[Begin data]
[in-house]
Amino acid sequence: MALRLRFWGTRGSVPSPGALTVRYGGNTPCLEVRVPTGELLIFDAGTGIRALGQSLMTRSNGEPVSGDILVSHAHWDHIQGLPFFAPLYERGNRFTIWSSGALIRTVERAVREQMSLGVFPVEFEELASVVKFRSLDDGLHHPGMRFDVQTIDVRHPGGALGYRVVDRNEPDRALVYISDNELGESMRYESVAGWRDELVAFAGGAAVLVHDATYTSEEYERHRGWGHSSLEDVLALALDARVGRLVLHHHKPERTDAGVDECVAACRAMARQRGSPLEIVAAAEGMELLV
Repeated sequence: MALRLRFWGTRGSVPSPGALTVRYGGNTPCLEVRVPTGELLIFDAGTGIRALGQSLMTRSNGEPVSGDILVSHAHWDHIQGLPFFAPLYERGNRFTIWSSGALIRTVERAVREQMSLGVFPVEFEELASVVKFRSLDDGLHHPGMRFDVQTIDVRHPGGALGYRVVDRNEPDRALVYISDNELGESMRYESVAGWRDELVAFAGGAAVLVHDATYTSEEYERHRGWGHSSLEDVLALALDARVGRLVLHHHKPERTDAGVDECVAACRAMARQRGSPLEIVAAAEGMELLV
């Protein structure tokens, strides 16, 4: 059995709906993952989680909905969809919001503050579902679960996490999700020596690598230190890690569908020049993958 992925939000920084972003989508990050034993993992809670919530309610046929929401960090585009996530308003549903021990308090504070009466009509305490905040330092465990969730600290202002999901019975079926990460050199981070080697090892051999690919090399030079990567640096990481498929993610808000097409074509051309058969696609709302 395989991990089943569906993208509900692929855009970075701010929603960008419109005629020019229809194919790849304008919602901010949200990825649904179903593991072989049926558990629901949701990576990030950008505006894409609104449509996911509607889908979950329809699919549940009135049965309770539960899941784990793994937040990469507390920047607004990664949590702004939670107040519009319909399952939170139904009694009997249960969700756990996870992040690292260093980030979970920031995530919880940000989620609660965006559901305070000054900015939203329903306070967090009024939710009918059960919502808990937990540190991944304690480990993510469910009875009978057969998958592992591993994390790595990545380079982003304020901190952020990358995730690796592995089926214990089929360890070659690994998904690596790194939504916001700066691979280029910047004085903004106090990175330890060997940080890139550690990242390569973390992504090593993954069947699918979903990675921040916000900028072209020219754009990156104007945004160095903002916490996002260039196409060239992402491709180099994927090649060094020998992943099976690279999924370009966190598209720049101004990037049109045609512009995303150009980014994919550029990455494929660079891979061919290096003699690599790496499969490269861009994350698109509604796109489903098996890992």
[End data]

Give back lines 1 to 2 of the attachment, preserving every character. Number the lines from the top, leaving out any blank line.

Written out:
[in-house]
Amino acid sequence: MALRLRFWGTRGSVPSPGALTVRYGGNTPCLEVRVPTGELLIFDAGTGIRALGQSLMTRSNGEPVSGDILVSHAHWDHIQGLPFFAPLYERGNRFTIWSSGALIRTVERAVREQMSLGVFPVEFEELASVVKFRSLDDGLHHPGMRFDVQTIDVRHPGGALGYRVVDRNEPDRALVYISDNELGESMRYESVAGWRDELVAFAGGAAVLVHDATYTSEEYERHRGWGHSSLEDVLALALDARVGRLVLHHHKPERTDAGVDECVAACRAMARQRGSPLEIVAAAEGMELLV